More materials to use in the classroom, including printable posters, can be found on PCRM’s “Resources for schools” webpage, and resources for parents can be found under “Resources for Parents”. PCRM also gives advice to those looking to introduce more vegan options in their cafeterias. Students can follow these tips, while parents and educators can find advice on the resources pages mentioned above.

For older (high school age) students, “The New Four Food Groups” poster can be printed out and distributed to students, or used as a wall chart.

The Vegan Society (in the UK) also provides resources that can be used in schools, such as vegan food guide posters that kids can colour. The posters can be ordered from The Vegan Society’s online store— each pack contains a black-and-white poster to be coloured in, as well as a full-colour poster, and on the back of the poster are nutritional recommendations.

The Vegan Society also sells a colourful vegan nutrition chart that shows from which foods one can get different vitamins and minerals– a great thing to have on the wall of a classroom, playroom, or kitchen to encourage kids (and adults) to eat a wide variety of vegetables and other healthy vegan foods!

In addition, vegan parents may find that getting kids involved in preparing vegan meals– and explaining in depth to the kids why the family is vegan– can help kids become committed to veganism in the long term.

What resources and strategies do you use to educate kids about plant-based nutrition? Let us know in the comments below!

2016-2017 NCVA Board of Directors

Earlier this summer, the NCVA held its Annual General Meeting (AGM), and the members who attended elected the new  volunteer Board of Directors. The Board Members for the 2016-2017 year are the following:

Dale (President)

Dale was born and raised in Ottawa where she is currently working as a Realtor.  She is formally trained as a Registered Nurse, and has a BScN from the University of Ottawa. Dale loves promoting a plant-based lifestyle for ethical, environmental and health reasons. She enjoys volunteering with the NVCA and training for triathlon during her spare time. 
 
Dale

Carolyn (Vice-President)

Carolyn is an artist, writer, and vegan activist in Ottawa, Ontario. She loves all animals, and has been an ethical vegan since 2010. She has been blogging about animal rights and veganism for several years, and has recently become more involved in other forms of advocacy. In addition to advocating for the rights of animals, Carolyn spends her time studying, writing, drawing, volunteering, and playing the piano, among other things.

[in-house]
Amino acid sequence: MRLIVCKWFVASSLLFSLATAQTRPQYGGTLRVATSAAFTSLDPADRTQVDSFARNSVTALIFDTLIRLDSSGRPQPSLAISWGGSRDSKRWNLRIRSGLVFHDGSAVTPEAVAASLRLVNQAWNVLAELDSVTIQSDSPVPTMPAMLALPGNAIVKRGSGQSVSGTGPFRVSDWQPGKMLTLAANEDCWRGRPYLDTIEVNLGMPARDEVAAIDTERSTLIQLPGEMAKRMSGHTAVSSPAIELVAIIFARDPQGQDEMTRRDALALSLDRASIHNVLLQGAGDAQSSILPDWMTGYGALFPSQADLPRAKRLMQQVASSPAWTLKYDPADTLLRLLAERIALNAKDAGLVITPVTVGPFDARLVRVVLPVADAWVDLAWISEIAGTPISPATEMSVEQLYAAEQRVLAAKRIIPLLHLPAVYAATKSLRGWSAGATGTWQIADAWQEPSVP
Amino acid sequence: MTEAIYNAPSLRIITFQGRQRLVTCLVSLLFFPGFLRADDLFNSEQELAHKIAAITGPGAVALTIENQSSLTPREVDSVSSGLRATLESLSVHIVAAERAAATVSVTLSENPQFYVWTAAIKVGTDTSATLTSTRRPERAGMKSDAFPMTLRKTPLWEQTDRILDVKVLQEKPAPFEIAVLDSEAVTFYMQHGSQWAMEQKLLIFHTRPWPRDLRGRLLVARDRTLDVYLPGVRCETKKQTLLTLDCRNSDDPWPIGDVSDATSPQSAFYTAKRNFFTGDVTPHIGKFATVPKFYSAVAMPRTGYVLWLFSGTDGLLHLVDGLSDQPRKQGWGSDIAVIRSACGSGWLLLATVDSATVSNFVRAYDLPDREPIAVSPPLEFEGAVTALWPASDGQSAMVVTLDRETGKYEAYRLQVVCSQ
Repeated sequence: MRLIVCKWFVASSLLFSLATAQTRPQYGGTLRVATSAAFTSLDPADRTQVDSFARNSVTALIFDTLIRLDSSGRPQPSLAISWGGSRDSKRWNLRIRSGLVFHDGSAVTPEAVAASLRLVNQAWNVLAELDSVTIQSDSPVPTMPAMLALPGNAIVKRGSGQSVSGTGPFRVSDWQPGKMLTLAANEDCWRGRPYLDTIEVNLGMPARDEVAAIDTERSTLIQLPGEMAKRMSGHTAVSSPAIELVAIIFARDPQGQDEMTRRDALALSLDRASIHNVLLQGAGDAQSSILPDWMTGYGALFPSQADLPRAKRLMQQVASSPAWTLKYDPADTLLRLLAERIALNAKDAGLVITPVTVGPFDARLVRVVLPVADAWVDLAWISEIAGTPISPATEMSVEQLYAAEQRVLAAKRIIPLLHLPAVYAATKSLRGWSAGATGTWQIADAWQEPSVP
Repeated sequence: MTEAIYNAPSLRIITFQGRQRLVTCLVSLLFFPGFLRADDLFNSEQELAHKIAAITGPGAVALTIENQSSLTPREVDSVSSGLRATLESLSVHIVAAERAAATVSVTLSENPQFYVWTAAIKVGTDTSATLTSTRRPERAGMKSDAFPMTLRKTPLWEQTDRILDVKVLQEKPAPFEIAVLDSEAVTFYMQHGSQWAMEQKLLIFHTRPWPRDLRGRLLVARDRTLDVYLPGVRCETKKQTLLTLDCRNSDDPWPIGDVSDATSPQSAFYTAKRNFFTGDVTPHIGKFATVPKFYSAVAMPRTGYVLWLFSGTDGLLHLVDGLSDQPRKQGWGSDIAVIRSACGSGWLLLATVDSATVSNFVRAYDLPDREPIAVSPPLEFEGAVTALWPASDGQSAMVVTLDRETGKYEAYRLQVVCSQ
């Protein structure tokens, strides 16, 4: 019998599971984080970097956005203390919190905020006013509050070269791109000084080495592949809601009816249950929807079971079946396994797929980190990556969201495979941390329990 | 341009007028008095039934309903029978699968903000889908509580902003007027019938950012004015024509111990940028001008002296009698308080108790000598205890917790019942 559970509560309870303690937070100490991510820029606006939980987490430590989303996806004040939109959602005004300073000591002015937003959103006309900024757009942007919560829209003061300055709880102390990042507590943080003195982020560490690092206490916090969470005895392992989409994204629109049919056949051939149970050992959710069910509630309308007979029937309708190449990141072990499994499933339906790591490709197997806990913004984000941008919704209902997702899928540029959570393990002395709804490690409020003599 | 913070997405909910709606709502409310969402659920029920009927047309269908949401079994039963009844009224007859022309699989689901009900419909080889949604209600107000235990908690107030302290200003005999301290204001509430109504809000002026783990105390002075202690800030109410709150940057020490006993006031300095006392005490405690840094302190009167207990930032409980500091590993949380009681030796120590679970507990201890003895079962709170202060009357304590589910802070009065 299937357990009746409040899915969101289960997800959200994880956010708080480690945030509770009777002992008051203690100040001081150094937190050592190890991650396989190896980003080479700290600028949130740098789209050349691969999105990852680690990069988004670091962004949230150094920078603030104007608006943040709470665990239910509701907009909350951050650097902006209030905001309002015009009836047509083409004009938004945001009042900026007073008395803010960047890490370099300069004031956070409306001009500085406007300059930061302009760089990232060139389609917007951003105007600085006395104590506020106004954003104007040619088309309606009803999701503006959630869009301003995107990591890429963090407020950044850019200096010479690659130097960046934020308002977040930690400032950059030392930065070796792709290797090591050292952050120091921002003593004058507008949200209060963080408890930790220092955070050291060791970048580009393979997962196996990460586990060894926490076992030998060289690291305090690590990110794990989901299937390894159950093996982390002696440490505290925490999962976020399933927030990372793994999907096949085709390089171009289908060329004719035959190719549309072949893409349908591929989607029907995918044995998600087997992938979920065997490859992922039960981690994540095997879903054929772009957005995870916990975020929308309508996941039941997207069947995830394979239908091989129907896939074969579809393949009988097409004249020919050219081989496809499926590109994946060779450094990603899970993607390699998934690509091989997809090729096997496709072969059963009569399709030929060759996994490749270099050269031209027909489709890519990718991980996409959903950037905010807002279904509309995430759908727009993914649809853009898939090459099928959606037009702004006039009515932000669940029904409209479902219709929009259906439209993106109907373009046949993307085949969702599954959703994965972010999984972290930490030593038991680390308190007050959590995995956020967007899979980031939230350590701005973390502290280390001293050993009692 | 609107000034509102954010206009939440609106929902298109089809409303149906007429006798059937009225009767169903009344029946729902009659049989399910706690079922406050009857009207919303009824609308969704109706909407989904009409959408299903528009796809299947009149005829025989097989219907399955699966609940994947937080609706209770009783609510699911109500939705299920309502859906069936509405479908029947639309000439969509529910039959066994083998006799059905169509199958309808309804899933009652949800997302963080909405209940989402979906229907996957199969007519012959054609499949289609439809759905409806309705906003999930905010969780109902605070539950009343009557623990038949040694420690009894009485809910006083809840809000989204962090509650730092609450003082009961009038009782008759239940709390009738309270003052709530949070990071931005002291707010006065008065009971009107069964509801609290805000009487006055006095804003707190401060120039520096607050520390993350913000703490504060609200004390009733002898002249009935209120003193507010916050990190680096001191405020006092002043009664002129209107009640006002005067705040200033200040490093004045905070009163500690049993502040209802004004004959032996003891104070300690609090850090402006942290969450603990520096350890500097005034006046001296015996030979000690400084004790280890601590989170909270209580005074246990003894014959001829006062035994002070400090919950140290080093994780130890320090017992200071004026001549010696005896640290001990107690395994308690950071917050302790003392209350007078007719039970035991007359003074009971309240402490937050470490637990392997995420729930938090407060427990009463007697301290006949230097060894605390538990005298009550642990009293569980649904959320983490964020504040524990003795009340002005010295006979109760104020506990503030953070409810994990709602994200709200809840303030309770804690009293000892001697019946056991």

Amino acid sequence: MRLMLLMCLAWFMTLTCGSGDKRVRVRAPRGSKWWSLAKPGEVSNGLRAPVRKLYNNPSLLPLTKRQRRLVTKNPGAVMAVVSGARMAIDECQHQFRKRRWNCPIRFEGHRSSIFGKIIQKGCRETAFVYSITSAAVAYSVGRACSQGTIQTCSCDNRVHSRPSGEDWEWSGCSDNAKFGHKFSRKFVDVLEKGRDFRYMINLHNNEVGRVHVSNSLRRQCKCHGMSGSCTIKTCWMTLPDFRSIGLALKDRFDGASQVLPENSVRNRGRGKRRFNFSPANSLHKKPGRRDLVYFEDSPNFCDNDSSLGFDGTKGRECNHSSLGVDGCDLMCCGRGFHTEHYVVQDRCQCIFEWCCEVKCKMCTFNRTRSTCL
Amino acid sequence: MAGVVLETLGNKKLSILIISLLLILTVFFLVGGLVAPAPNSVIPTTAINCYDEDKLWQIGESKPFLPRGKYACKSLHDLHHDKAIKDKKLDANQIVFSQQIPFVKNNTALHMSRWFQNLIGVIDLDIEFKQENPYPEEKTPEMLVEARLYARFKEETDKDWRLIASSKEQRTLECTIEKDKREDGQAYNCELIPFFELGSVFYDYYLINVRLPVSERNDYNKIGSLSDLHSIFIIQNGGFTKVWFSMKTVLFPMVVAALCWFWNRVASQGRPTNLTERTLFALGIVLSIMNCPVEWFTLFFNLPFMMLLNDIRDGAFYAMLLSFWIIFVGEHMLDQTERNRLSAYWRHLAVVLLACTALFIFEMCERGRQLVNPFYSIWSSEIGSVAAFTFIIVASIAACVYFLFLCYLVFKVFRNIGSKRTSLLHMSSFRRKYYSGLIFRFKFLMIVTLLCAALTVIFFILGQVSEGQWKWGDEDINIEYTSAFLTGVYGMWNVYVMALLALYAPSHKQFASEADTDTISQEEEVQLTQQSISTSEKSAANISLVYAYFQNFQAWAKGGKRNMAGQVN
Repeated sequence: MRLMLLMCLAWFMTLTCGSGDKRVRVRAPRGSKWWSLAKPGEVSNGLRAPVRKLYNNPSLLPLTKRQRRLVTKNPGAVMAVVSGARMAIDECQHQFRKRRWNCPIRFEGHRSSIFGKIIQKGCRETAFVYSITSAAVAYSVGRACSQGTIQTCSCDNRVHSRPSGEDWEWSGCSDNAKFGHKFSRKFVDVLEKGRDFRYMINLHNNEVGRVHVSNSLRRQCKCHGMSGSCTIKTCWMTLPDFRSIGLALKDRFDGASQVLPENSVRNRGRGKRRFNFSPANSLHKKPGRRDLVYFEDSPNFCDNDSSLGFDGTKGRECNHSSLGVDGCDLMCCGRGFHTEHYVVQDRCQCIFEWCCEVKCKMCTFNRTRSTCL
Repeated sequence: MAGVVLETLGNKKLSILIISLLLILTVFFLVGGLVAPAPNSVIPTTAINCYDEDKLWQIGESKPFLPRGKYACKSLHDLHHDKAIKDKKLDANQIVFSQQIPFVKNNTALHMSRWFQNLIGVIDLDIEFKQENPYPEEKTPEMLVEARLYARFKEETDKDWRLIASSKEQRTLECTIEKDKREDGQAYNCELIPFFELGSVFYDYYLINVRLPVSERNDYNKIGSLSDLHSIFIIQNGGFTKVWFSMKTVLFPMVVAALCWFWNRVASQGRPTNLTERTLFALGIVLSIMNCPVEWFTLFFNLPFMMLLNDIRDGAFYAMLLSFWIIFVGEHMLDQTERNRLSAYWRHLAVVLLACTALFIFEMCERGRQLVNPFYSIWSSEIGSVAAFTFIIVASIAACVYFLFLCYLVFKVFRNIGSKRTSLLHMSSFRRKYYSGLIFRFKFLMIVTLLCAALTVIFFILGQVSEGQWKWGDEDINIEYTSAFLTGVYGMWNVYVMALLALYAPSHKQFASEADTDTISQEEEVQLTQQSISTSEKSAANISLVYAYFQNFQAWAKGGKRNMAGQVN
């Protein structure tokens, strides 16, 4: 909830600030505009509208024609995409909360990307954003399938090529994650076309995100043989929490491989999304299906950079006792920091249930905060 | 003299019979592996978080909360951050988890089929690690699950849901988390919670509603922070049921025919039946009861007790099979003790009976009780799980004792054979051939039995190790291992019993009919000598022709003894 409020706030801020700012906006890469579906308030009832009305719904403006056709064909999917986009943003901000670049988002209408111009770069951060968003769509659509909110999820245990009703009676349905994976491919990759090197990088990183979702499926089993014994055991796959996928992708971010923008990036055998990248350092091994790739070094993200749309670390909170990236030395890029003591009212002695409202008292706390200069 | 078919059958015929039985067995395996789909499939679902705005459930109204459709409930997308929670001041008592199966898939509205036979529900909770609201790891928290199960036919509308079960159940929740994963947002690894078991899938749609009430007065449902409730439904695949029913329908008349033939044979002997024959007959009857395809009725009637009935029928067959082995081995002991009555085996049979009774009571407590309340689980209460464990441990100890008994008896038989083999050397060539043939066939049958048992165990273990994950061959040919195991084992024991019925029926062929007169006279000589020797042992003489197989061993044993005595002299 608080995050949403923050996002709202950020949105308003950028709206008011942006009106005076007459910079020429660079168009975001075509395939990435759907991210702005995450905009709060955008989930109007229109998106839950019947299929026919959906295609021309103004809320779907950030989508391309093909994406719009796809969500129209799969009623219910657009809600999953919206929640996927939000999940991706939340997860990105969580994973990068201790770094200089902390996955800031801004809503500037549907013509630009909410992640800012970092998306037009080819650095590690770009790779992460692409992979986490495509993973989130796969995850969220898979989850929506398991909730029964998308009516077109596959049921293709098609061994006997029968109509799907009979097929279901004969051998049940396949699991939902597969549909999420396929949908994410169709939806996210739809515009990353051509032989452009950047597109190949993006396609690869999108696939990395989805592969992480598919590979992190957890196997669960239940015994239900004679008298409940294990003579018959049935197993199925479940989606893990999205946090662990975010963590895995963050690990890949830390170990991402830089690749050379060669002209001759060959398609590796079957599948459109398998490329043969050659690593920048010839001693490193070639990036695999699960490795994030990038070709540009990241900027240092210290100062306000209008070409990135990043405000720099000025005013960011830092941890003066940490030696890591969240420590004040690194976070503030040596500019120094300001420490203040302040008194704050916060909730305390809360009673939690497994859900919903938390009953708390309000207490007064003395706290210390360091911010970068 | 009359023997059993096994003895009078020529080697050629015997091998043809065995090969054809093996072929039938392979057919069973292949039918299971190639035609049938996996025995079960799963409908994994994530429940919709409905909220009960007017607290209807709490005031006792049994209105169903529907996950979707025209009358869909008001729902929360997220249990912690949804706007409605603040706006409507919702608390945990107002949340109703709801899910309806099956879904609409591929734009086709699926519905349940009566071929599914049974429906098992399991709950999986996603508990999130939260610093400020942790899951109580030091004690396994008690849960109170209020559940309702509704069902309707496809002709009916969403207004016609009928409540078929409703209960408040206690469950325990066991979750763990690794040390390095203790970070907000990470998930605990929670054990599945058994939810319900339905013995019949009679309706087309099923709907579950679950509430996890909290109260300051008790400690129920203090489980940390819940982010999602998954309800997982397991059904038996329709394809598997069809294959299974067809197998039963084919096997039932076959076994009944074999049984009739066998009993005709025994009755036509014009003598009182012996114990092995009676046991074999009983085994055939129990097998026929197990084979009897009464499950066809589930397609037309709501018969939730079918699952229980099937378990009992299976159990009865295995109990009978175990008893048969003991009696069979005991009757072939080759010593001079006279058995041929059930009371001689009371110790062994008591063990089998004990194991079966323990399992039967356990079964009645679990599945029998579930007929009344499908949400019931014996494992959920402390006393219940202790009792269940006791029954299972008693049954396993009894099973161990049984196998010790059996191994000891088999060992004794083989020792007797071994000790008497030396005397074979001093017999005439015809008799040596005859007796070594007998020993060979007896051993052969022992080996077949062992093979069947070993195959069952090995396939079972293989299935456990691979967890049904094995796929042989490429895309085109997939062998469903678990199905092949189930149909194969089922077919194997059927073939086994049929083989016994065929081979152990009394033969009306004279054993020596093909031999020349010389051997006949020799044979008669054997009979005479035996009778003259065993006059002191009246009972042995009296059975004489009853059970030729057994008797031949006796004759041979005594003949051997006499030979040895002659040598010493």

Carolyn
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Josée (Membership Coordinator)

Josée is originally from Sudbury ON, and moved to Ottawa in the spring of 2013 after graduating with a Bachelor’s Degree in Commerce. She became a vegetarian in her teens for 10 years, and has been a vegan since the fall of 2012. Passionate about sharing the lifestyle, she blogs about veganism on multiple websites and volunteers with the NCVA.

Josee

 

Gwen (Treasurer)

Gwen Hughes was born and raised in Ottawa. She has been vegan for 8 years. She is currently completing the Business Administration – Accounting program at Algonquin College. Growing up with houses full of cats, dogs, and pigeons, Gwen developed an early love for animals of all kinds. She loves cooking, eating, reading, and spreadsheets.

Gwen

 

Melanie (Secretary)

Melanie is a registered massage therapist who has done a few kinds of vegan/vegetarian outreach. She also has experience in animal fostering. She would like to invite all vegetarians and vegans of the National Capital Region to join the NCVA so we can become a stronger organization. We don’t have staff, so volunteerism is the heart of the NCVA. If you would like to volunteer, please get in touch with us. Melanie has a keen interest in promoting economic development of vegan food businesses and hopes to make this a priority during her elected term.

Melanie

 

Robb

Robb has been involved in environmental advocacy for nearly a decade. He wanted to get involved in the NCVA after learning more about the interconnections between animal rights and social and environmental justice. He has experience in non-profit management, political advocacy, fundraising and community organizing. Robb spends his time volunteering, cooking great vegan food and recording music.
 Robb
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In addition, our new Honorary Board Member is Registered Dietitian Susan McFarlane.
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The board members’ bios and e-mail addresses can also be found at https://ncva.ca/about/board-members/ .